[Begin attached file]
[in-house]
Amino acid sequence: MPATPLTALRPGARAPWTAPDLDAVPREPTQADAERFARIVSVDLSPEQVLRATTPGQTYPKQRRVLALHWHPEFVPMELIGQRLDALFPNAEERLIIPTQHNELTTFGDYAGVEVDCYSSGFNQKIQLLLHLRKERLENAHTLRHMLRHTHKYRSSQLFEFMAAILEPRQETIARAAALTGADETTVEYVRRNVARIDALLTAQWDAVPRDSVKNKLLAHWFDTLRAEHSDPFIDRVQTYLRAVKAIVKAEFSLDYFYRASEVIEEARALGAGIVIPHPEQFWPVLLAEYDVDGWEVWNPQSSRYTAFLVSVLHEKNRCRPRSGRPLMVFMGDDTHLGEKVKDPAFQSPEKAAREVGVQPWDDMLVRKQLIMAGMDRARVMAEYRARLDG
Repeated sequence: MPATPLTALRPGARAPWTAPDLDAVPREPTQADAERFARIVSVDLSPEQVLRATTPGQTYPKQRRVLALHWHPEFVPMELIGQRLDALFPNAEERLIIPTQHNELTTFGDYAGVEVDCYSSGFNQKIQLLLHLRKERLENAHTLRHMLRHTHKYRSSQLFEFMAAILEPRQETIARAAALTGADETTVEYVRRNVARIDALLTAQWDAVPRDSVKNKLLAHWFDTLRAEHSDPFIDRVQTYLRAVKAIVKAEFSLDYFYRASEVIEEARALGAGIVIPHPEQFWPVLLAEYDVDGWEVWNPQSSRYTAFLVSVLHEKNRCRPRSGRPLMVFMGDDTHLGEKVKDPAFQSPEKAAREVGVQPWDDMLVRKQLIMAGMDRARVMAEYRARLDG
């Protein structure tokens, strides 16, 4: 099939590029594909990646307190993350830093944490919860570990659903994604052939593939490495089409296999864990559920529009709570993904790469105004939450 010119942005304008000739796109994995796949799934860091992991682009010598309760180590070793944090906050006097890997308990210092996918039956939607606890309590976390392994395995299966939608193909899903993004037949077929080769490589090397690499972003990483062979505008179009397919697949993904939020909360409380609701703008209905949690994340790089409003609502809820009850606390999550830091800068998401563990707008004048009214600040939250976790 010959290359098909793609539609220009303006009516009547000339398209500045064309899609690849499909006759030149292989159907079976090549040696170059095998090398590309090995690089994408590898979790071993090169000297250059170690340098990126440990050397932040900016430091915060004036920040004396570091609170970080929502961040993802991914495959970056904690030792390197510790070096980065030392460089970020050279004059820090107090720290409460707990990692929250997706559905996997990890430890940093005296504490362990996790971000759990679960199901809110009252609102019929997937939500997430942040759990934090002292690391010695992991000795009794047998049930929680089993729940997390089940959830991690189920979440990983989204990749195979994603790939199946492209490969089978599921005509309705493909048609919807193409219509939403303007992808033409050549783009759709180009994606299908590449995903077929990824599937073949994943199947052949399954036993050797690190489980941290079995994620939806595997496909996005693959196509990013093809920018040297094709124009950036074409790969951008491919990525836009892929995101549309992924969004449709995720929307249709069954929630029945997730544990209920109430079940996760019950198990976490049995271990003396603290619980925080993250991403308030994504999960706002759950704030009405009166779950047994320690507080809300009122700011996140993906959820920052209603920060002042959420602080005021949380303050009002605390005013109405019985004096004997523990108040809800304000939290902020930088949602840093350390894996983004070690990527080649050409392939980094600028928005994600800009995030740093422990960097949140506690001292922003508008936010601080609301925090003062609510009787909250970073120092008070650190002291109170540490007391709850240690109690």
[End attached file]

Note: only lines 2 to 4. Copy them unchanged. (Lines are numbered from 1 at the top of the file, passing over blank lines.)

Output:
Amino acid sequence: MPATPLTALRPGARAPWTAPDLDAVPREPTQADAERFARIVSVDLSPEQVLRATTPGQTYPKQRRVLALHWHPEFVPMELIGQRLDALFPNAEERLIIPTQHNELTTFGDYAGVEVDCYSSGFNQKIQLLLHLRKERLENAHTLRHMLRHTHKYRSSQLFEFMAAILEPRQETIARAAALTGADETTVEYVRRNVARIDALLTAQWDAVPRDSVKNKLLAHWFDTLRAEHSDPFIDRVQTYLRAVKAIVKAEFSLDYFYRASEVIEEARALGAGIVIPHPEQFWPVLLAEYDVDGWEVWNPQSSRYTAFLVSVLHEKNRCRPRSGRPLMVFMGDDTHLGEKVKDPAFQSPEKAAREVGVQPWDDMLVRKQLIMAGMDRARVMAEYRARLDG
Repeated sequence: MPATPLTALRPGARAPWTAPDLDAVPREPTQADAERFARIVSVDLSPEQVLRATTPGQTYPKQRRVLALHWHPEFVPMELIGQRLDALFPNAEERLIIPTQHNELTTFGDYAGVEVDCYSSGFNQKIQLLLHLRKERLENAHTLRHMLRHTHKYRSSQLFEFMAAILEPRQETIARAAALTGADETTVEYVRRNVARIDALLTAQWDAVPRDSVKNKLLAHWFDTLRAEHSDPFIDRVQTYLRAVKAIVKAEFSLDYFYRASEVIEEARALGAGIVIPHPEQFWPVLLAEYDVDGWEVWNPQSSRYTAFLVSVLHEKNRCRPRSGRPLMVFMGDDTHLGEKVKDPAFQSPEKAAREVGVQPWDDMLVRKQLIMAGMDRARVMAEYRARLDG
């Protein structure tokens, strides 16, 4: 099939590029594909990646307190993350830093944490919860570990659903994604052939593939490495089409296999864990559920529009709570993904790469105004939450 010119942005304008000739796109994995796949799934860091992991682009010598309760180590070793944090906050006097890997308990210092996918039956939607606890309590976390392994395995299966939608193909899903993004037949077929080769490589090397690499972003990483062979505008179009397919697949993904939020909360409380609701703008209905949690994340790089409003609502809820009850606390999550830091800068998401563990707008004048009214600040939250976790 010959290359098909793609539609220009303006009516009547000339398209500045064309899609690849499909006759030149292989159907079976090549040696170059095998090398590309090995690089994408590898979790071993090169000297250059170690340098990126440990050397932040900016430091915060004036920040004396570091609170970080929502961040993802991914495959970056904690030792390197510790070096980065030392460089970020050279004059820090107090720290409460707990990692929250997706559905996997990890430890940093005296504490362990996790971000759990679960199901809110009252609102019929997937939500997430942040759990934090002292690391010695992991000795009794047998049930929680089993729940997390089940959830991690189920979440990983989204990749195979994603790939199946492209490969089978599921005509309705493909048609919807193409219509939403303007992808033409050549783009759709180009994606299908590449995903077929990824599937073949994943199947052949399954036993050797690190489980941290079995994620939806595997496909996005693959196509990013093809920018040297094709124009950036074409790969951008491919990525836009892929995101549309992924969004449709995720929307249709069954929630029945997730544990209920109430079940996760019950198990976490049995271990003396603290619980925080993250991403308030994504999960706002759950704030009405009166779950047994320690507080809300009122700011996140993906959820920052209603920060002042959420602080005021949380303050009002605390005013109405019985004096004997523990108040809800304000939290902020930088949602840093350390894996983004070690990527080649050409392939980094600028928005994600800009995030740093422990960097949140506690001292922003508008936010601080609301925090003062609510009787909250970073120092008070650190002291109170540490007391709850240690109690």